Where are the boaters who forced their way through tunnels that had been closed down for fifteen years? Who scraped the thick, filthy grease off the chamber walls of the locks with wooden boards before it peeled away and fell onto the boats? Who forced their way under bridges that had been silted up with mud and rubbish?

Still there? Can you hear me?

Is this why you did it? So that management teams and consultants can sell off the land and earn themselves fat salaries and commissions? So that work on the waterways can be ‘outsourced’ to any company big enough to pay to get itself on the list, and the little traders are shouldered aside, and the work force that loved the canals and really knew how to maintain and repair them could be paid off and lost? So that boaters can be regulated, and managed, and charged for this, and made to pay for that, and their boats must conform to this regulation and that guideline, or they will be barred from the waterways that you kept open? So that more and more office-based managers can push numbers around a computer screen while the few bank workers who are left stare in bemusement at risk assessment forms and health and safety regulations?

Are you still there?

You would not believe how smart and bright the boats are now. The canal basins are clean, and there are places to put your rubbish, and there are launderettes and pump-out facilities, and Elsan disposal, and in one of the most famous canals basins in the land, a seriously historical site, with dozens of boats moored on pontoons and alongside neatly edged wharves there are exactly four visitor moorings, and they are for one night only. Because, you see, people do not, yet, have to pay to moor on the visitor moorings. The profit lies in the moorings where the private owners keep their boats. Oh, yes, they have to pay now, to moor their boats, even on their own property. You didn’t, did you? You who kept our canals open? Did you have to pay hundreds of pounds a year to keep your boat on the canal? And hundreds more to moor it?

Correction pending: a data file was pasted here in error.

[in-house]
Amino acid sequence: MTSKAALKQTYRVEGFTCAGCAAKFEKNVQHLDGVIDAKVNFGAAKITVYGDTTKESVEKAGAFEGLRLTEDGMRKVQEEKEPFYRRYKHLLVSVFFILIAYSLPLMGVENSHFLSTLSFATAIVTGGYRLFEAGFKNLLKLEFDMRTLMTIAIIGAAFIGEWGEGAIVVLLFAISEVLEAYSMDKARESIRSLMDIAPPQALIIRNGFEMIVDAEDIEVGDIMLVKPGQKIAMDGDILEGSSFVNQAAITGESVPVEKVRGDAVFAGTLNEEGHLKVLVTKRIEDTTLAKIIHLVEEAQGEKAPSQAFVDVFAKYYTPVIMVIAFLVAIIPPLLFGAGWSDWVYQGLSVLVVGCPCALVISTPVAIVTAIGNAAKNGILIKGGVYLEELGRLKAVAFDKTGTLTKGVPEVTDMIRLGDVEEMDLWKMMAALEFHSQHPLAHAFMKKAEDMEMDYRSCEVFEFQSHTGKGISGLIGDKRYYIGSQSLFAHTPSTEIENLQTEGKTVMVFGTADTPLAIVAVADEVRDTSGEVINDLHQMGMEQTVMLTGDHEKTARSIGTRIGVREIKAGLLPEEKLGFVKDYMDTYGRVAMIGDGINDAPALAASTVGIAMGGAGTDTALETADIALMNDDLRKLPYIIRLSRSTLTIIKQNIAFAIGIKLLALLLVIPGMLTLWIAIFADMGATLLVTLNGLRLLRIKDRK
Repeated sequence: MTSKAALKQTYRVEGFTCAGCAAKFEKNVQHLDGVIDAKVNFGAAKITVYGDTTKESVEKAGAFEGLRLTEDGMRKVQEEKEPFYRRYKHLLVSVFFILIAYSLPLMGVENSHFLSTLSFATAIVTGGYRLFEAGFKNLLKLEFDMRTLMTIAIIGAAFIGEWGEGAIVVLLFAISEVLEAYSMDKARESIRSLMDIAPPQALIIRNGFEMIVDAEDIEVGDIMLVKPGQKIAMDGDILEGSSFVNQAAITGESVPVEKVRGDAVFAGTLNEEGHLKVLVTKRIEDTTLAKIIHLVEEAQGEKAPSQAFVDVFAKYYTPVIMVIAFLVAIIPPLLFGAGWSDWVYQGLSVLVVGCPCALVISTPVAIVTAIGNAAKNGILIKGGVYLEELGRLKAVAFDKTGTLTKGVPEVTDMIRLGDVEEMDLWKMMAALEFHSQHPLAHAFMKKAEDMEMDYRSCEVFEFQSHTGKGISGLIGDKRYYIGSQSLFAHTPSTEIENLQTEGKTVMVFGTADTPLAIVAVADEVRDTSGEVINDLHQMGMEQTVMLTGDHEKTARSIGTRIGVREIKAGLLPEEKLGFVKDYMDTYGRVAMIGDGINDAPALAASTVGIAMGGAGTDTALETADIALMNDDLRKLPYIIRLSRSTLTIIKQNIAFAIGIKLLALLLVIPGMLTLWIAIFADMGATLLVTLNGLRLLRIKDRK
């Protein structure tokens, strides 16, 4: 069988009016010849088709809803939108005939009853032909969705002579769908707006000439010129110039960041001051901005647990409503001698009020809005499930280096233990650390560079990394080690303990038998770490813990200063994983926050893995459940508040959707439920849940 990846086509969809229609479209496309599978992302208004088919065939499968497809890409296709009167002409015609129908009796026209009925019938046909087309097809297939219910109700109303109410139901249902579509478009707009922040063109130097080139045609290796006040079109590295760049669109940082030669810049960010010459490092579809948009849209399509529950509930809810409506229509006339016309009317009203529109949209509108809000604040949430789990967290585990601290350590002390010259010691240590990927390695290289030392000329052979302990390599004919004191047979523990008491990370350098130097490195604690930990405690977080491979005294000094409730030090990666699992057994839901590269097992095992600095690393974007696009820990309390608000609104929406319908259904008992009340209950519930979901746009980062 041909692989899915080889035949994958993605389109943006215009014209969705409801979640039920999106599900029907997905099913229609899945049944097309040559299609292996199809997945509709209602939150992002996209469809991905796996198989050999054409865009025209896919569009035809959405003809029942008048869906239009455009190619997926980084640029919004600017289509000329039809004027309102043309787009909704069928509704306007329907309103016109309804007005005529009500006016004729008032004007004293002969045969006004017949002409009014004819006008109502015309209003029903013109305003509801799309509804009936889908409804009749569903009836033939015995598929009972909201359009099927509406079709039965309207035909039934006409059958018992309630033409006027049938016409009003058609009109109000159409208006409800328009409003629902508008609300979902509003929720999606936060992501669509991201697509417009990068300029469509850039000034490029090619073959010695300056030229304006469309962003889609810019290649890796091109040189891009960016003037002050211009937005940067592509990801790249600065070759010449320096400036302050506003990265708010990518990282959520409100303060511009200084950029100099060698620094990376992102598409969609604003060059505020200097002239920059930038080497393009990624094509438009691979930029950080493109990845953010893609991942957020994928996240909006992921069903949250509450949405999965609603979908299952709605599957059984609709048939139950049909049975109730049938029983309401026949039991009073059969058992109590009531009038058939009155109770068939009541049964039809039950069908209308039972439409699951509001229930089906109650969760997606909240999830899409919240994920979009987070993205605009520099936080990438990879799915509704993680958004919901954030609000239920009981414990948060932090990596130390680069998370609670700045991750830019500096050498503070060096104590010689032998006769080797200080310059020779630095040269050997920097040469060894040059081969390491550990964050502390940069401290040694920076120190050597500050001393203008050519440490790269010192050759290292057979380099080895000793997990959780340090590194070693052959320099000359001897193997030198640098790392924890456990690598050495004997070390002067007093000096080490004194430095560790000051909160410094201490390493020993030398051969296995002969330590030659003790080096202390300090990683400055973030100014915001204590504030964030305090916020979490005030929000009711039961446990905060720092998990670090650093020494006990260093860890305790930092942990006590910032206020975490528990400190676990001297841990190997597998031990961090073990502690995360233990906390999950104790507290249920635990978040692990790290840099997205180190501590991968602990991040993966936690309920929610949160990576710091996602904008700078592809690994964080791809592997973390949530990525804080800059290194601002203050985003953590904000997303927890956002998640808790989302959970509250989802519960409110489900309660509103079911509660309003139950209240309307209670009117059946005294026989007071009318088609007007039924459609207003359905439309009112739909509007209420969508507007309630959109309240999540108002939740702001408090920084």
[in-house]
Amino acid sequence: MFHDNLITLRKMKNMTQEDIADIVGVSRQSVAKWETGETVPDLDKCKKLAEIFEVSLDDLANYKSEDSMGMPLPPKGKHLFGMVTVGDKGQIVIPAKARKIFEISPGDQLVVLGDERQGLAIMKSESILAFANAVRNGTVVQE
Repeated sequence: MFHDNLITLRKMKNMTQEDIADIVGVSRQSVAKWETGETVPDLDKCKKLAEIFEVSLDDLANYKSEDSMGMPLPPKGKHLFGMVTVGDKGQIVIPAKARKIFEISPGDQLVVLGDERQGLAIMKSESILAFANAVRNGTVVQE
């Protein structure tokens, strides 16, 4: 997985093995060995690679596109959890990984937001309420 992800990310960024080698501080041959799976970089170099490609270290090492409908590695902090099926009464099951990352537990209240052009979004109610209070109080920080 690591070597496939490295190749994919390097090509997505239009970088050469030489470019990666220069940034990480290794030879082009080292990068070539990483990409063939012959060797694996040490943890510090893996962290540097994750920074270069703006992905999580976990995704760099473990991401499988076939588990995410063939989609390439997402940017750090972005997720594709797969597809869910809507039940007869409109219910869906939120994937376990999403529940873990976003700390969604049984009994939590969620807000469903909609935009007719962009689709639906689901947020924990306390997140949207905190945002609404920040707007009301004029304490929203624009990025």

Can you hear me?

Is this why you did it? So that the waterways can be run as a business to make fat cats fatter, and the canals prettier and tidier so that the land beside it becomes valuable, and saleable? To make canal boating a leisure activity for the rich and put it beyond the reach of the poor? To see the little communities of scruffy people on scruffy boats harried away out of existence to make room for something smarter? To see those that remain licensed, and controlled, and taxed, and regulated, and made to conform? For boaters to have their boats, their homes, inspected and this check box ticked and that warning issued, and boats seized because the regulations had not been obeyed?

Is this why you did it?

I don’t think so. I don’t think this was what was in your minds as you dragged rubbish out from under the bridge holes with grappling hooks so you could get through, and stop that bit of the canal being built over because it could be declared unused and derelict. I doubt if you planned for salary rises and bonuses for those who came after the officials who tried to stop you. I find it hard to believe that you dreamed of office blocks and apartment buildings on the muddy moorings where you tied up your boats at night, pounding your stakes into the soil that now carries a ‘No Mooring’ sign.

I do not know if we can stop the Canal and River Trust selling off our land and spending the money on things we probably neither want nor need, but I do believe we should remember why we can use the canals at all now. We must not let the truth itself be buried under a heap of Publicity Assessment and Change of History Application forms.

Yes, you are still there. But can you hear me?"

Photo: Where are we going wrong?